American and Ethiopian relations date back over a century, during which they have developed and their relationships have flourished to the advantage of both nations. In the international arena, Ethiopia has stood with the US in matters of common concern, and in promoting peace and stability in the world. The US has been a major provider of financial and technical to Ethiopia particularly in giving food aid during famines as well as supporting Ethiopia’s demands from international financial institutions. At the individual level our community in America has grown exponentially, now going into second and third generations of Ethio-Americans.  Unlike previous patterns of migration, thanks to modern advances of science and technology, as well as the globalization of world affairs, our relations and contacts with the homeland are close and frequent, hence strengthening further the relations of both countries and giving us a well informed insight  about events and critical  developments in Ethiopia.
In spite of the bad governance and criminal misdeeds perpetrated by the dictatorial regime on its own population, the United States has been providing political support and substantial economic development aid to Ethiopia, particularly in support of the anti-terrorist campaign that is being conducted in Somalia, the Horn and in Yemen. This US policy has created a lot consternation amongst the great majority of the population that wonders why the US is supporting a regime that acts contrary to the basic values and principles that are fundamental for the US itself.  The majority of opposition parties and the public do not support terrorism in any form, nor have they expressed any demonstrable anti-American sentiments. To the contrary their demands are for freedom and justice and a freely elected democratic form of government, which are legitimate claims that the US should promote and support, morally and actively. Suggestions that a political space be made for the opposition parties is tantamount to condemn them and the population they represent to a permanent minority status to the rule of an ethnic cabal, and make them surrender to a rule of violence and terror.
Mister President,
The best formula to stabilize Ethiopia and avoid future crisis is to hold free and fair  elections. Considering that a political landscape with 90 or more political parties with their sundry demands appears to be difficult and unmanageable, an equitable solution to these problems can be reached with good will and determination. The different Ethiopian ethnicities have lived and interacted together for a very long time. But for a few extremist factions the vast majority of the population is amenable to reasonable arrangements that guarantee their freedoms and their various rights under a democratic system of government.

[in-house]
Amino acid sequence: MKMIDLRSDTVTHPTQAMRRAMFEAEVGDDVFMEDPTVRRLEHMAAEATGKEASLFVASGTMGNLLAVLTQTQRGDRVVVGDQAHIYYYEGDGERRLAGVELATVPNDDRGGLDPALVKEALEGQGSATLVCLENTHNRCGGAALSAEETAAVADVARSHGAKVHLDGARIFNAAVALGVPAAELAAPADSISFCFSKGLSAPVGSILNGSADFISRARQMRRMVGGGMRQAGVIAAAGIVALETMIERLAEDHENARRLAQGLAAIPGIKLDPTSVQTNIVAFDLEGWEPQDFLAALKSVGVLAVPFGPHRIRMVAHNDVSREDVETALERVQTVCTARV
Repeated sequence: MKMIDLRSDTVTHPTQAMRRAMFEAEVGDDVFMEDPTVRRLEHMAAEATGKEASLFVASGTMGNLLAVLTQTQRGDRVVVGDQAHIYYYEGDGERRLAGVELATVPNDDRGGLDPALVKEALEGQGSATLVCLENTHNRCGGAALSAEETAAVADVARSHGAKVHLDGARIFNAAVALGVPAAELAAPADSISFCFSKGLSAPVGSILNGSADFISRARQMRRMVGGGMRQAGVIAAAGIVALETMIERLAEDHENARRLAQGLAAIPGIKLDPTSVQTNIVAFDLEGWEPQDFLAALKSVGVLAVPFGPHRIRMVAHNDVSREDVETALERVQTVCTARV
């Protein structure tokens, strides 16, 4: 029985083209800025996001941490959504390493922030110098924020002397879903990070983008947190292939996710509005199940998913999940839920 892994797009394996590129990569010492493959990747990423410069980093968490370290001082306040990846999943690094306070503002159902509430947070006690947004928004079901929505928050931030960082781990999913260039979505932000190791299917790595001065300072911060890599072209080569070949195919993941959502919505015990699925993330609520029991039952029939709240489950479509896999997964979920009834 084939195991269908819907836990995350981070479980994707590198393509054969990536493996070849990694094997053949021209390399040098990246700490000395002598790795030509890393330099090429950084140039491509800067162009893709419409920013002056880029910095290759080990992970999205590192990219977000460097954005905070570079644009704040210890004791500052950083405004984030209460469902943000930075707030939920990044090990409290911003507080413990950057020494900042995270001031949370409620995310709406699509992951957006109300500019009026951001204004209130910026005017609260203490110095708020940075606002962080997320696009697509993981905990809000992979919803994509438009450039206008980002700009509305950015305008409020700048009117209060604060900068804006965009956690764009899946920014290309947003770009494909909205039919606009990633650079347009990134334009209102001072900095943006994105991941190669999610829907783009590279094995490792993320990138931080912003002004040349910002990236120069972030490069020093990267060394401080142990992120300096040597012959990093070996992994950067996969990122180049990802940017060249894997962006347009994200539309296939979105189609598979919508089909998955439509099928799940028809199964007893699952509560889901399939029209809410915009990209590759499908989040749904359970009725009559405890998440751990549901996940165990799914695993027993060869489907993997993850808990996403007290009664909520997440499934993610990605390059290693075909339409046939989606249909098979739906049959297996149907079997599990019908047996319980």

The Horn of Africa and its geopolitical sphere, of which Ethiopia is a main component, is of major strategic interest for security and peace of the region,  for Africa and the world.  Therefore, it is incumbent for the United States to promote vigorously and actively the installation of a genuine democratic system of governance in Ethiopia and the region, and preempt unnecessary turmoil in the future. So far US policy has been mostly focused on security matters and to a lesser degree on Human Rights and the Rule of Law which are fundamental for a democratic and free nation.  I believe that the present political situation in Ethiopia offers a good opportunity for the US to promote and support actively the democratization process. It is the fervent hope of millions of Ethiopians that, during this second tenure of your Presidency,  the US endeavor in Ethiopia will be conducive to legitimate democratic governance.
Imru Zelleke
(Ambassador of Ethiopia, Ret.)
02,December 2012